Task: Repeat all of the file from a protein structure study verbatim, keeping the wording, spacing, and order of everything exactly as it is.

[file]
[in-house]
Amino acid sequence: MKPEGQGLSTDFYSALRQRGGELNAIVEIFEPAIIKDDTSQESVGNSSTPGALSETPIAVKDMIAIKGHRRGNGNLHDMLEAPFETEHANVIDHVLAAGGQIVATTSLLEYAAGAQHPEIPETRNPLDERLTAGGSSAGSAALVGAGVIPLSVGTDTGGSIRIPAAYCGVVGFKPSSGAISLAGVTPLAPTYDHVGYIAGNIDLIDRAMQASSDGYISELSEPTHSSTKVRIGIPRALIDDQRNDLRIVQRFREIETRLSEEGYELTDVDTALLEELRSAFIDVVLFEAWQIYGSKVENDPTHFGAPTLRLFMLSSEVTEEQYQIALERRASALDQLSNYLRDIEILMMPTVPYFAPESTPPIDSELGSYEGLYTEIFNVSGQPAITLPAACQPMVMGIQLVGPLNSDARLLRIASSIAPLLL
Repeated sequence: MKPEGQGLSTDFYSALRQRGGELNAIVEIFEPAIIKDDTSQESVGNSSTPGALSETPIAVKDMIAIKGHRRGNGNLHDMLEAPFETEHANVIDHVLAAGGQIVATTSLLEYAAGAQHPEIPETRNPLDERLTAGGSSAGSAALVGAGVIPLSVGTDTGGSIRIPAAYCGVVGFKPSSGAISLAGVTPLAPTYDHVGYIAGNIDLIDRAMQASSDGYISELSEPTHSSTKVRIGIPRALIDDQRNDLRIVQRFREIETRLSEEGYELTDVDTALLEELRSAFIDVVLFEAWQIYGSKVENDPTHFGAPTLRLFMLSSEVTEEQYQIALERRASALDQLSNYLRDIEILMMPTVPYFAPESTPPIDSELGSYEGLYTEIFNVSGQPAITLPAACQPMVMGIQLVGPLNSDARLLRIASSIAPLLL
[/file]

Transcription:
[in-house]
Amino acid sequence: MKPEGQGLSTDFYSALRQRGGELNAIVEIFEPAIIKDDTSQESVGNSSTPGALSETPIAVKDMIAIKGHRRGNGNLHDMLEAPFETEHANVIDHVLAAGGQIVATTSLLEYAAGAQHPEIPETRNPLDERLTAGGSSAGSAALVGAGVIPLSVGTDTGGSIRIPAAYCGVVGFKPSSGAISLAGVTPLAPTYDHVGYIAGNIDLIDRAMQASSDGYISELSEPTHSSTKVRIGIPRALIDDQRNDLRIVQRFREIETRLSEEGYELTDVDTALLEELRSAFIDVVLFEAWQIYGSKVENDPTHFGAPTLRLFMLSSEVTEEQYQIALERRASALDQLSNYLRDIEILMMPTVPYFAPESTPPIDSELGSYEGLYTEIFNVSGQPAITLPAACQPMVMGIQLVGPLNSDARLLRIASSIAPLLL
Repeated sequence: MKPEGQGLSTDFYSALRQRGGELNAIVEIFEPAIIKDDTSQESVGNSSTPGALSETPIAVKDMIAIKGHRRGNGNLHDMLEAPFETEHANVIDHVLAAGGQIVATTSLLEYAAGAQHPEIPETRNPLDERLTAGGSSAGSAALVGAGVIPLSVGTDTGGSIRIPAAYCGVVGFKPSSGAISLAGVTPLAPTYDHVGYIAGNIDLIDRAMQASSDGYISELSEPTHSSTKVRIGIPRALIDDQRNDLRIVQRFREIETRLSEEGYELTDVDTALLEELRSAFIDVVLFEAWQIYGSKVENDPTHFGAPTLRLFMLSSEVTEEQYQIALERRASALDQLSNYLRDIEILMMPTVPYFAPESTPPIDSELGSYEGLYTEIFNVSGQPAITLPAACQPMVMGIQLVGPLNSDARLLRIASSIAPLLL